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Cablegate: President Uribe: Questions Arise with Supreme

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P 121425Z OCT 07
FM AMEMBASSY BOGOTA
TO RUEHC/SECSTATE WASHDC PRIORITY 9466
INFO RUEHBR/AMEMBASSY BRASILIA PRIORITY 7797
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RUEHLP/AMEMBASSY LA PAZ OCT 8967
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RUEAIIA/CIA WASHDC PRIORITY
RUEKJCS/SECDEF WASHDC PRIORITY
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UNCLAS BOGOTA 007359

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SENSITIVE
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E.O. 12958: N/A
TAGS: PGOV PHUM PINR PREF PREL PTER
SUBJECT: PRESIDENT URIBE: QUESTIONS ARISE WITH SUPREME
COURT OVER PARAMILITARY ALLEGATIONS

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SUMMARY
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1. (SBU) On October 8, President Uribe released a statement
saying he had received a letter from a jailed paramilitary
accusing Supreme Court Magistrate Ivan Velasquez of offering
the paramilitary legal benefits to implicate Uribe in a plot
to murder a jailed paramilitary leader. Uribe called
Velasquez to discuss the case and later asked the Prosecutor
General to investigate. The Supreme Court issued a statement
supporting Velasquez--who is a lead investigator in the
para-political scandal--and accusing Uribe of obstructing the
para-political investigations. Uribe has supported the
Court's investigations--including increasing its
investigative capacity--but will continue to criticize it
when he believes it is wrong. END SUMMARY.

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URIBE'S STATEMENT
-----------------
2. (SBU) On October 8, President Uribe released a statement
saying he had received a letter from jailed paramilitary Jose
Orlando Moncada (a.k.a. "Tasmania") accusing Supreme Court
Magistrate Ivan Velasquez of offering him legal benefits to
implicate Uribe in a plot to murder jailed paramilitary
Alcides de Jesus Durango (a.k.a. "Rene.") In the statement,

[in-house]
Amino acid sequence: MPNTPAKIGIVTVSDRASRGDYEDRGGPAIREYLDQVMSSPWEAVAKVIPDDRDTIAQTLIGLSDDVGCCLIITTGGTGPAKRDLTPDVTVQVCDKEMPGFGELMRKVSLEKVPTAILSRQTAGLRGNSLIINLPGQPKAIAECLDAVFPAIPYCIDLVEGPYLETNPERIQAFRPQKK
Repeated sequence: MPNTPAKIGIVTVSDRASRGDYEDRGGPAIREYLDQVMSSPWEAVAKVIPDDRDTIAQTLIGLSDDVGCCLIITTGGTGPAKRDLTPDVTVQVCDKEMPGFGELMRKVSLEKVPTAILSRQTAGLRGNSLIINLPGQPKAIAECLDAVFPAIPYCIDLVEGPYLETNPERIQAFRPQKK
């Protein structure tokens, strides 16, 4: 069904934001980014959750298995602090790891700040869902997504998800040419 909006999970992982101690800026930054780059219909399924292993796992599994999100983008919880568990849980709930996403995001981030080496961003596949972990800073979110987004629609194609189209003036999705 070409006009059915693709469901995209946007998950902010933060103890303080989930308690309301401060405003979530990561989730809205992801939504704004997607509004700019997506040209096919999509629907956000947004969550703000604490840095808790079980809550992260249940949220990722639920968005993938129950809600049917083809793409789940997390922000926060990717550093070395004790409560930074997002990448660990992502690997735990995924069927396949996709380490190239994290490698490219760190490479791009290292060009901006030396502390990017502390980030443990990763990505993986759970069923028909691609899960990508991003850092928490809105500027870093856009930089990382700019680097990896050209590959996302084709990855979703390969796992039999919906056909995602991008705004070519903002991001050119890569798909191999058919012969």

Uribe asked the Prosecutor General (Fiscalia) to investigate
the allegations. Uribe said "all Colombians are subject to
investigation, starting with the President of the Republic."
He added that it is imperative to determine whether he is a
killer, Tasmania is a liar, or a Supreme Court official is
attempting to falsely incriminate him.

3. (SBU) The next day, Uribe released the text of the letter
and admitted to calling Velasquez to inquire about the
matter. Uribe publicly claimed the Supreme Court may be
plotting against him, possibly in retaliation for Uribe's
numerous criticisms of the Court. Uribe and the Supreme
Court sparred in July over a court ruling impacting the legal
status of demobilized paramilitaries.

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THE SUPREME COURT'S RESPONSE
----------------------------
4. (SBU) Supreme Court President Cesar Julio Valencia issued
a statement supporting Velasquez and accusing President Uribe
of obstructing the court's investigations. Velasquez
appeared on television admitting that he visited "Tasmania"
in Itagui prison, and claiming the visit was motivated by the
belief that "Tasmania" might have valuable information
relating to the "para-political" investigations.

5. (SBU) Velasquez leads the unit investigating the
para-political scandal. So far, the Court has jailed 14
members of congress for para-ties (reftel). Another 22 are
under investigation, including the president's cousin and
former Senator, Mario Uribe. Velasquez also claimed he is
under Administrative Department of Security (DAS)
surveillance, and that the DAS is investigating his exchanges
with "Tasmania." DAS Director Maria del Pilar Hurtado
denied these claims, but said the DAS would investigate to
determine if any DAS personnel were conducting such
activities on their own.

6. (SBU) Court investigators in the para-scandal claimed they
received threats. In early October, Supreme Court President
Valencia said the daughter of an investigator received an
anonymous death threat forcing the evacuation of her school
in Bogota. It was the second reported threat this year
against those involved with "para-political" investigations.

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REACTION
--------
7. (SBU) The media, still critical of Uribe's comments
regarding Gonzalo Guillen (correspondent for Miami's El Nuevo
Herald, who left Colombia after Uribe accused him of helping
former Pablo Escobar girlfriend Virgina Vallejo write "Loving
Pablo, Hating Escobar,"), questioned Uribe's tactics in
calling Velasquez, but defended the president's right to seek

an investigation of the allegations. Human Rights Watch
denounced President Uribe's actions as a "threat to judicial
independence." Uribe has publicly supported the Court's
para-political investigations, and provided the court the
additional resources needed to set up its own investigative
unit. Still, as evidenced by his remarks, he reserves the
right to publicly criticize the court, as well as other
institutions, when he believes they are wrong.

Brownfield

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